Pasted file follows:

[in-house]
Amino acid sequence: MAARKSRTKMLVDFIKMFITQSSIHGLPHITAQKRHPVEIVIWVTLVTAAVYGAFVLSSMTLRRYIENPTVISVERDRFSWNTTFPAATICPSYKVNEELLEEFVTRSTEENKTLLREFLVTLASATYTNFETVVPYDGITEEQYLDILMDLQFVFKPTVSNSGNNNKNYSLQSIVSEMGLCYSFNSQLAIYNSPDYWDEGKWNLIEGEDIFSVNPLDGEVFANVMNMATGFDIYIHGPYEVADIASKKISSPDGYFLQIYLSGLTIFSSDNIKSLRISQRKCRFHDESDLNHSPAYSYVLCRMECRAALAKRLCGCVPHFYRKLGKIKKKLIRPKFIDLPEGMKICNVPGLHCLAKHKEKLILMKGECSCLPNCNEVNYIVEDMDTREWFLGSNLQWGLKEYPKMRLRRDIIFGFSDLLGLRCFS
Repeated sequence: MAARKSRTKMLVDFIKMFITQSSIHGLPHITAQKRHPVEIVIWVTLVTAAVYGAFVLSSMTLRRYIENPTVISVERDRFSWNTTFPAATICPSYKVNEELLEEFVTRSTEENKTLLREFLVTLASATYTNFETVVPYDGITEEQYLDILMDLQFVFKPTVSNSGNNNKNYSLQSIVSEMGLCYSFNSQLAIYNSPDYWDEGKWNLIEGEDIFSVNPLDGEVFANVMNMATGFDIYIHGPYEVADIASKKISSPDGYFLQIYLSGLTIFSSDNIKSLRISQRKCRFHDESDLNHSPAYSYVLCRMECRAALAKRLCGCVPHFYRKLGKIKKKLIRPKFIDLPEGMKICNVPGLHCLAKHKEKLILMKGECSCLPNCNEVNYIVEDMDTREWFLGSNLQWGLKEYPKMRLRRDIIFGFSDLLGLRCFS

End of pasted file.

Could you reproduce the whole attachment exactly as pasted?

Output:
[in-house]
Amino acid sequence: MAARKSRTKMLVDFIKMFITQSSIHGLPHITAQKRHPVEIVIWVTLVTAAVYGAFVLSSMTLRRYIENPTVISVERDRFSWNTTFPAATICPSYKVNEELLEEFVTRSTEENKTLLREFLVTLASATYTNFETVVPYDGITEEQYLDILMDLQFVFKPTVSNSGNNNKNYSLQSIVSEMGLCYSFNSQLAIYNSPDYWDEGKWNLIEGEDIFSVNPLDGEVFANVMNMATGFDIYIHGPYEVADIASKKISSPDGYFLQIYLSGLTIFSSDNIKSLRISQRKCRFHDESDLNHSPAYSYVLCRMECRAALAKRLCGCVPHFYRKLGKIKKKLIRPKFIDLPEGMKICNVPGLHCLAKHKEKLILMKGECSCLPNCNEVNYIVEDMDTREWFLGSNLQWGLKEYPKMRLRRDIIFGFSDLLGLRCFS
Repeated sequence: MAARKSRTKMLVDFIKMFITQSSIHGLPHITAQKRHPVEIVIWVTLVTAAVYGAFVLSSMTLRRYIENPTVISVERDRFSWNTTFPAATICPSYKVNEELLEEFVTRSTEENKTLLREFLVTLASATYTNFETVVPYDGITEEQYLDILMDLQFVFKPTVSNSGNNNKNYSLQSIVSEMGLCYSFNSQLAIYNSPDYWDEGKWNLIEGEDIFSVNPLDGEVFANVMNMATGFDIYIHGPYEVADIASKKISSPDGYFLQIYLSGLTIFSSDNIKSLRISQRKCRFHDESDLNHSPAYSYVLCRMECRAALAKRLCGCVPHFYRKLGKIKKKLIRPKFIDLPEGMKICNVPGLHCLAKHKEKLILMKGECSCLPNCNEVNYIVEDMDTREWFLGSNLQWGLKEYPKMRLRRDIIFGFSDLLGLRCFS